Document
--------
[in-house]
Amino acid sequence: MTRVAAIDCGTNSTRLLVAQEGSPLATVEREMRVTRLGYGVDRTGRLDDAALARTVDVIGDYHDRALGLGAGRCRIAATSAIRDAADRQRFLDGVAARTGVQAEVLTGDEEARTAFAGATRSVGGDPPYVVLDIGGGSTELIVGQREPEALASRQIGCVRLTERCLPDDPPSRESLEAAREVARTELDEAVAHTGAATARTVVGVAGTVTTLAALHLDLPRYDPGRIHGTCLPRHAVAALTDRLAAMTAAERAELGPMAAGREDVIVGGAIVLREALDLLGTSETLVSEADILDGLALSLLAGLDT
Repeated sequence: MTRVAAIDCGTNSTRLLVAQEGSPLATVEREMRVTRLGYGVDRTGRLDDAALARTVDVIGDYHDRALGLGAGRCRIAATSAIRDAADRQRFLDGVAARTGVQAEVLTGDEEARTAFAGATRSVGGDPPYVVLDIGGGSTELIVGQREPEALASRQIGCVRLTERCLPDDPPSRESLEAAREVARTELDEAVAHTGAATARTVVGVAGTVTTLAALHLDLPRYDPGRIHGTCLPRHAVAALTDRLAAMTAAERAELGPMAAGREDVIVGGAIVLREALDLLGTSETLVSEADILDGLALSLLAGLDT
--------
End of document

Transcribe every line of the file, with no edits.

[in-house]
Amino acid sequence: MTRVAAIDCGTNSTRLLVAQEGSPLATVEREMRVTRLGYGVDRTGRLDDAALARTVDVIGDYHDRALGLGAGRCRIAATSAIRDAADRQRFLDGVAARTGVQAEVLTGDEEARTAFAGATRSVGGDPPYVVLDIGGGSTELIVGQREPEALASRQIGCVRLTERCLPDDPPSRESLEAAREVARTELDEAVAHTGAATARTVVGVAGTVTTLAALHLDLPRYDPGRIHGTCLPRHAVAALTDRLAAMTAAERAELGPMAAGREDVIVGGAIVLREALDLLGTSETLVSEADILDGLALSLLAGLDT
Repeated sequence: MTRVAAIDCGTNSTRLLVAQEGSPLATVEREMRVTRLGYGVDRTGRLDDAALARTVDVIGDYHDRALGLGAGRCRIAATSAIRDAADRQRFLDGVAARTGVQAEVLTGDEEARTAFAGATRSVGGDPPYVVLDIGGGSTELIVGQREPEALASRQIGCVRLTERCLPDDPPSRESLEAAREVARTELDEAVAHTGAATARTVVGVAGTVTTLAALHLDLPRYDPGRIHGTCLPRHAVAALTDRLAAMTAAERAELGPMAAGREDVIVGGAIVLREALDLLGTSETLVSEADILDGLALSLLAGLDT